May 17, 2015
Delta CEO gives millennials purposeful leadership
Lots of money has been spent trying to figure out what motivates millennials (18-32 year-olds) and yet most millennials will tell you that they want to be treated like individuals, not stereotyped in a research cell.
One thing the vast majority, however, don’t mind being called out on is that millennials are a generation who values purpose over the almighty dollar. They want their company leaders to have a driving purpose and that purpose needs to include supporting the community, the environment and charitable endeavors, so say a variety of recent surveys.
Authenticity of purpose is the key
Millennials complicate things greatly by demanding that purposeful leaders be authentic. In other words, it is not easy for a big company to tack on a “caring mantra” that hasn’t been a part of the company or management history. Perhaps this is the reason many millennials are opting to become entrepreneurs or be a part of smaller entrepreneurial companies who blend a purpose for the greater good along with the value of the company offerings to the end user, which create profits.
Who can say that’s a bad thing, as long as millennials can focus on “the work” of the company– something they don’t always find easy to do. However, the leaders who are finally learning how to manage this generation appreciate their efforts and include their sense of values as a reason for success.
Anderson’s “simple” formula
For a “mature fellow,” borderline baby boomer Richard Anderson, CEO of Delta Air Lines since its 2007 restructuring, makes an authentic case for the culture and values of Delta employees in almost every presentation or interview you’ll see him in. Among other initiatives, he is now focusing on sustainability and offering independent measures of Delta’s goal to become carbon-neutral, which is very popular among millennial workers.
His leadership formula seems simple, even though behind the scenes he is dealing with some of the most complicated regulatory and profit-challenging issues in any industry.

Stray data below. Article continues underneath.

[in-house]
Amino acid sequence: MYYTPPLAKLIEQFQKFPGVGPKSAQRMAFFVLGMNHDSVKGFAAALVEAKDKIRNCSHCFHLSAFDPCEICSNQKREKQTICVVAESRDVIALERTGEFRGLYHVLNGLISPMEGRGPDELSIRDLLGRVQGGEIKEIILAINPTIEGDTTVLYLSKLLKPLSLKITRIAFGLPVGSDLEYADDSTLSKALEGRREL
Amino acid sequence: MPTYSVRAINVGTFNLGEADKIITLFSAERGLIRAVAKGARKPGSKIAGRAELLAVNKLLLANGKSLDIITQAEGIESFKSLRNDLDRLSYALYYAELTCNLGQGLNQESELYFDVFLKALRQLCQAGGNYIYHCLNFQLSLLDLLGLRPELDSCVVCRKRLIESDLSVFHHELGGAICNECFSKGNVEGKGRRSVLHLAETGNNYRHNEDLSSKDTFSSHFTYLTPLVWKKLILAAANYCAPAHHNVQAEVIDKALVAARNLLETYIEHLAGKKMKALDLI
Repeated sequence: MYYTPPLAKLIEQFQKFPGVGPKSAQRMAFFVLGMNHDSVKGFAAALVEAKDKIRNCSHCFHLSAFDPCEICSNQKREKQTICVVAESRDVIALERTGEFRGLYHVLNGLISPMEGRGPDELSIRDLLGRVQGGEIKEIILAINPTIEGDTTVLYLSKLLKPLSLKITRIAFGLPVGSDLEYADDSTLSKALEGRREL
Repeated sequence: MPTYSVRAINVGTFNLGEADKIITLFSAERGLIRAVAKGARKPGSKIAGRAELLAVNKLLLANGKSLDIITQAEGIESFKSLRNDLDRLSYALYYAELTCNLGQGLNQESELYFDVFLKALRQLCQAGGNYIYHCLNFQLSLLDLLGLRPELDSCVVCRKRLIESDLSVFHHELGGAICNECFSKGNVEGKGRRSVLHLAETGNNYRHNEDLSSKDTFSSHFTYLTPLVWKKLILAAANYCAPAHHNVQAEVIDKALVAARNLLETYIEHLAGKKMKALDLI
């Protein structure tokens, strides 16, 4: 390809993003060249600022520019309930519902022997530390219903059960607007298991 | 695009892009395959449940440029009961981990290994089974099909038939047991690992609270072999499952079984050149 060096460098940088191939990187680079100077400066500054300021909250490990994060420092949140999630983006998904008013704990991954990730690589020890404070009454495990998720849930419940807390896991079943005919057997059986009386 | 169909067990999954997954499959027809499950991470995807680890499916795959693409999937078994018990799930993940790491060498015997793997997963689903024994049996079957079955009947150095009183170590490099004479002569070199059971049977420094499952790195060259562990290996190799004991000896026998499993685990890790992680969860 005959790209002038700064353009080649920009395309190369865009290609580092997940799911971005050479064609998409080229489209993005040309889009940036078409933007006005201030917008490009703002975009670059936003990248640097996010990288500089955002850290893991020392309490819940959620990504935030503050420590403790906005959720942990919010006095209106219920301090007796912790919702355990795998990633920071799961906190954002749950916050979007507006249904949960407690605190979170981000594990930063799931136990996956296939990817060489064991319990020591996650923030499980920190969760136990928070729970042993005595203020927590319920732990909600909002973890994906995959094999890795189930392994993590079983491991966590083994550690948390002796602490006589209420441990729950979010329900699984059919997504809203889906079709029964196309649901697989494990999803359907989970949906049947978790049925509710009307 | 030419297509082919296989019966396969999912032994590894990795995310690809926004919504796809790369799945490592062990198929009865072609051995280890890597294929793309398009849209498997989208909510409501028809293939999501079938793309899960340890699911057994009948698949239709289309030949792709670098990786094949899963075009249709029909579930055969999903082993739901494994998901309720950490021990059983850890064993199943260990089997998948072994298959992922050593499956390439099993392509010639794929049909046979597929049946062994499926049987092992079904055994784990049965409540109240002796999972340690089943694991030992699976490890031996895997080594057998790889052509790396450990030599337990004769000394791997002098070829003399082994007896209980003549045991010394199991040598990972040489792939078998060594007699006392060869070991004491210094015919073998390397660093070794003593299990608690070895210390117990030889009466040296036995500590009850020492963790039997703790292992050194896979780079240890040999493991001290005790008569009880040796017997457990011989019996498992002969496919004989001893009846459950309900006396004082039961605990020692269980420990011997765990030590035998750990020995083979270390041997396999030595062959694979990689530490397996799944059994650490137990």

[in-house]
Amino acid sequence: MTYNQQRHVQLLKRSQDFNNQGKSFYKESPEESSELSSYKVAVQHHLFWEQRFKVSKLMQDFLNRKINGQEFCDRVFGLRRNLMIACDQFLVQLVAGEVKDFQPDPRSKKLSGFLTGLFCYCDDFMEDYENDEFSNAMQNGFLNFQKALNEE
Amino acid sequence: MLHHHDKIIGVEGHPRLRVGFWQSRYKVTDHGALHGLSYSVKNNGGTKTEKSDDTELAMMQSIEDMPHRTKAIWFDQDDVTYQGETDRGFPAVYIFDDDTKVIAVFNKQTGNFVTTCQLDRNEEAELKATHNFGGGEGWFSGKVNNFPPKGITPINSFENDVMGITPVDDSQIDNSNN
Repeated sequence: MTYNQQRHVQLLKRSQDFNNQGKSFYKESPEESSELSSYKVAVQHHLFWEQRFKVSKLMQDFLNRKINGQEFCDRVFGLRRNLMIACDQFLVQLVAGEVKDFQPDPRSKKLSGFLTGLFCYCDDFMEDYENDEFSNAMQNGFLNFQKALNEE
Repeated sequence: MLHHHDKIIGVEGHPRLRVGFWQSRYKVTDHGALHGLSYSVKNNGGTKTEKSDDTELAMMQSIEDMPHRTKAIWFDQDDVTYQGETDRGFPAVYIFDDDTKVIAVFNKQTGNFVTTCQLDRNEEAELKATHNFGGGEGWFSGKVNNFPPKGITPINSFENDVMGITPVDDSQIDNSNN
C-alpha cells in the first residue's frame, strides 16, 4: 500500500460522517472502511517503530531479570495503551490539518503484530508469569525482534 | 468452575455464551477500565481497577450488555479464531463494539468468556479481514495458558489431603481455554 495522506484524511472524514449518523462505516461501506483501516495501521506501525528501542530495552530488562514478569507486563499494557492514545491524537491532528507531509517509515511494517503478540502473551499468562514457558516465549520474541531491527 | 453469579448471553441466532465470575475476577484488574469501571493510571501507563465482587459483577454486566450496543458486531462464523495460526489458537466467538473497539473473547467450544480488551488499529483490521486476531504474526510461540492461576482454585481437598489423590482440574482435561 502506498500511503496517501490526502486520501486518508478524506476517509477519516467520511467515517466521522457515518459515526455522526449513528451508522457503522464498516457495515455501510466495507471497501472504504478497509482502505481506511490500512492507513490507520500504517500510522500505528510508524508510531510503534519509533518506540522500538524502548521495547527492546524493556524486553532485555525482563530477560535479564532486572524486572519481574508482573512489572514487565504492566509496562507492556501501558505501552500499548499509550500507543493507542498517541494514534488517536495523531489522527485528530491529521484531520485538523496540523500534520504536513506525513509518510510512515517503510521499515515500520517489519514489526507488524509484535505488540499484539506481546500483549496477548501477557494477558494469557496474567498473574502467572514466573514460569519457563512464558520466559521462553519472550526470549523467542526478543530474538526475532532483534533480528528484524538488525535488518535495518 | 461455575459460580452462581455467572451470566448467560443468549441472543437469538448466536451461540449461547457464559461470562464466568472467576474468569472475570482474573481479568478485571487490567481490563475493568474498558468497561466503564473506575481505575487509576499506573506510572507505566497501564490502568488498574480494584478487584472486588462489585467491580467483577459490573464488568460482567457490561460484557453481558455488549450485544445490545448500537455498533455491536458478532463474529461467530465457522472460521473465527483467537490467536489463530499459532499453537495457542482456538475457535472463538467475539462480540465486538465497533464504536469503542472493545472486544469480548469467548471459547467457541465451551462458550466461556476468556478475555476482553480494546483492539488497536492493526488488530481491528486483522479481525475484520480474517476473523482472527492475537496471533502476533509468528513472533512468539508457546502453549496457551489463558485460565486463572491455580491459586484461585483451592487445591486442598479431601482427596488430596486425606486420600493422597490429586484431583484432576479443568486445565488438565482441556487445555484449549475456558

Though a goal like becoming carbon-neutral may present a challenge, he claims it’s attainable because it’s inherent in the foundation of the company’s culture to do it, and because he believes in its people to help him accomplish it. Anderson will explain how he is going to overcome the challenge and how he will measure its success in a transparent way. Plus, in many instances, he’ll layer in a little self-deprecating humor to add a little fun to the equation – an important trait to possess for the upcoming generation of leaders.
Meeting the challenge while making a profit
Anderson’s brand of purposeful leadership must be good for business because Delta’s profits since its restructuring have been climbing, reporting this month that first quarter profits were up 3 percent. And if you google Anderson, or simply go on Facebook, you’ll see many good reviews about Delta service, even if they aren’t always on time. Indeed, you will find that Anderson leads by example, handles the tough questions consistently and has a dedicated workforce following him.
“Work?” Yes, it is clear that Delta people “believe in work,” as well as purpose, as a part of their culture and values. For Anderson, purposeful leadership is actually “working” – and a good example for other business leaders to follow.